K and Ti both have d shells available for bonding. K is an alkali metal with an oxidation state of +1. K, otassum will form ionic bonds with the elements in Group 7 (halogens-salt makers).

Ti is a transion metal. Transition form coordination complexes. If you place transition metals in solution you can determine the corresponding oxidation states of the resulting ions. Transition metals have several oxidation states, but nonbonded transition metals only exhibit relatively low oxidation states. Many transition metals share the same oxidation states, and each row follows similar patterns.

Transition metals form coordination complexes....in solution this is often evidenced by highly colored solutions.

See this link:

http://en.wikipedia.org/wiki/TitaniumYes, Ti has what is called dsp hybridization/bonding. And yes all three orbitals participate in the bonding.

K: 1s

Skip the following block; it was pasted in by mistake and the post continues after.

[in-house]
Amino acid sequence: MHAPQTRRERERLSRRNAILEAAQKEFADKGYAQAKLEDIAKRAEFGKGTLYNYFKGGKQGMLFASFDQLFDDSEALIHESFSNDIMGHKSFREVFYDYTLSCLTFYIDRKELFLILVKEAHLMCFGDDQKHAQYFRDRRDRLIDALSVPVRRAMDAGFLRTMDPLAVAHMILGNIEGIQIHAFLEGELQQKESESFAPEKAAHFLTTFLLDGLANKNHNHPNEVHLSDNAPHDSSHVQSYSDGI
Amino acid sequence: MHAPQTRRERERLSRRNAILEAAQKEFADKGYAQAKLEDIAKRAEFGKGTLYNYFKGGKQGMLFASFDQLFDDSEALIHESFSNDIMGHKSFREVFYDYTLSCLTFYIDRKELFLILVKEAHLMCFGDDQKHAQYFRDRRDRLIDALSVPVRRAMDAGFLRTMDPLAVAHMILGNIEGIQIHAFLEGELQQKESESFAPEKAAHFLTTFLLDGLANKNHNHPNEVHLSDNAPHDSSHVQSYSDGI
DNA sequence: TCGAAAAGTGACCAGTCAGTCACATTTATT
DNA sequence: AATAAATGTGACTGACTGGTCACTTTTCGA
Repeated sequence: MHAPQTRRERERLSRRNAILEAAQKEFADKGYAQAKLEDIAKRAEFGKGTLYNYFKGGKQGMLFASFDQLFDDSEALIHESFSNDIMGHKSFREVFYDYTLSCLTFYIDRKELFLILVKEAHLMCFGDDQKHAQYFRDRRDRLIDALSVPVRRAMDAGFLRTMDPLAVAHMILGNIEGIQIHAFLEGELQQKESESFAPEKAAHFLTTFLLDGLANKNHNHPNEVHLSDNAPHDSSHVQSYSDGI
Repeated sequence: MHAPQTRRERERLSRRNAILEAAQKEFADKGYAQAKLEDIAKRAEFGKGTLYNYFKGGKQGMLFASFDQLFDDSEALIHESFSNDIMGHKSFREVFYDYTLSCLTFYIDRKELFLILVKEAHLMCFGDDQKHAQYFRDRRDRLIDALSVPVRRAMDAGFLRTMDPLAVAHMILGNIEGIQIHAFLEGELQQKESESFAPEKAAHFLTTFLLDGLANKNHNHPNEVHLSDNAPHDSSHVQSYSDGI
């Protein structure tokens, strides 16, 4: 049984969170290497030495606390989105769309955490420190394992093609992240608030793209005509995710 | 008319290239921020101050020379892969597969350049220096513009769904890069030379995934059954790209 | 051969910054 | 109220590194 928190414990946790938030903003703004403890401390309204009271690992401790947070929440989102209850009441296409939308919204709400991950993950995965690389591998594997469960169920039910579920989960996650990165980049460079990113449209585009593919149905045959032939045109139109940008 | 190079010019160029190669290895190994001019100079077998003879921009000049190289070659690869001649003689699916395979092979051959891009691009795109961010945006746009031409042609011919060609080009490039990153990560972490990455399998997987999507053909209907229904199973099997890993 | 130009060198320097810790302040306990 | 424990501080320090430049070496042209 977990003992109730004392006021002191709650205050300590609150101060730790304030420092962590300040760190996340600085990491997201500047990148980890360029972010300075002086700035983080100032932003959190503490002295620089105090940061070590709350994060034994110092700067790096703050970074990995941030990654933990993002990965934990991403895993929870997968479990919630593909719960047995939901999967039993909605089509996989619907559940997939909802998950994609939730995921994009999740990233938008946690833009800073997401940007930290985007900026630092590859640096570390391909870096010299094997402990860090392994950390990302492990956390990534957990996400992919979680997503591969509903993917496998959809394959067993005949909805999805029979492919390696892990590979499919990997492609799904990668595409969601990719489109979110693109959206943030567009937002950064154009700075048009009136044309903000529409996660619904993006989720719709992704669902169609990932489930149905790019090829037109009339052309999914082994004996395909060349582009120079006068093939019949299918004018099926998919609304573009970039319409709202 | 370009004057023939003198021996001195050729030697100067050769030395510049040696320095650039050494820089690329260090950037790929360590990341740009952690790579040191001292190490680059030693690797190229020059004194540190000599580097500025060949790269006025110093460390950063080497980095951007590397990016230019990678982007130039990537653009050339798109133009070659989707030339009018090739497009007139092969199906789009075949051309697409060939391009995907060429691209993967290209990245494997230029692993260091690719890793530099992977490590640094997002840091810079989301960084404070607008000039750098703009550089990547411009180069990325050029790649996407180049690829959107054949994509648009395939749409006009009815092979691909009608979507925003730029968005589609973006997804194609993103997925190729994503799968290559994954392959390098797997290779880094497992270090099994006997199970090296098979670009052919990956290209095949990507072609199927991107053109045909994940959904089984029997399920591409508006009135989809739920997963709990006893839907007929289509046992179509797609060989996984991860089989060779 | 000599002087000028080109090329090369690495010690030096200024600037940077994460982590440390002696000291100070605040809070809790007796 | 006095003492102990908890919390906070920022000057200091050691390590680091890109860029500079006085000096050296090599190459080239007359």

^{2}, 2s

^{2}, 2p

^{6} 3s

^{2 } 3p

^{6} 4s

^{2} or [Ar] 4s

^{2}Ti: 1s

^{2} 2s

^{2} 2p

^{6} 3s

^{2 } 3p

^{6 } 4s

^{2} 3d

^{2} or [Ar] 4s

^{2} 3d

^{2}Ti

^{+2}:[Ar]3d

^{2}Ti

^{+3}:[Ar]3d

^{1}For Ti we can write Ti: 1s

^{2} 2s

^{2} 2p

^{6} 3s

^{2} 3p

^{6} 3d

^{2} 4s

^{2} So for Ti we have 3s

^{2} 3p

^{6} 3d

^{2}Ti forms d

^{2}sp

^{3} Hybrids

These particular d

^{2}sp

^{3} hybrids are combinations of two 3d, the 3s, and three 3p functions.

The 3s : 3 is the energy level, S is the subshell, 1 orbital

The 3p: 3 is the energy, p is the subshell, 3 orbitals px, py, and pz

The 3d: 3 is the energy, d is the subshell, 5 orbitals d

_{yz}, d

_{xz}, d

_{xy}, d

_{x}_{2-y2}, and d

_{z}_{2.}In general:

S subshell has only 1 orbital.

The p subshell has 3 orbitals.

The d subshell has 5 orbitals.

The f subshell has 7 orbitals.

In Ti there are 2 electrons in the 3d shell.

Hence, the designation d

^{2}sp

^{3} Hybrids (TiCl-an octahedral complex)

For octahedral complexes: There are six d

^{2}sp

^{3} hybrid orbitals. They are arranged in an octahedral layout so that each has four other orbitals at 90° to it and one at 180°.

The following links should help you too:

http://faculty.colostate-pueblo.edu/linda.wilkes/111/3c.htmhttp://winter.group.shef.ac.uk/orbitron/AO-hybrids/d2sp3/index.htmlhttp://www.chem1.com/acad/webtext/chembond/cb09.htmlhttp://en.wikipedia.org/wiki/Titanium(III)_chloride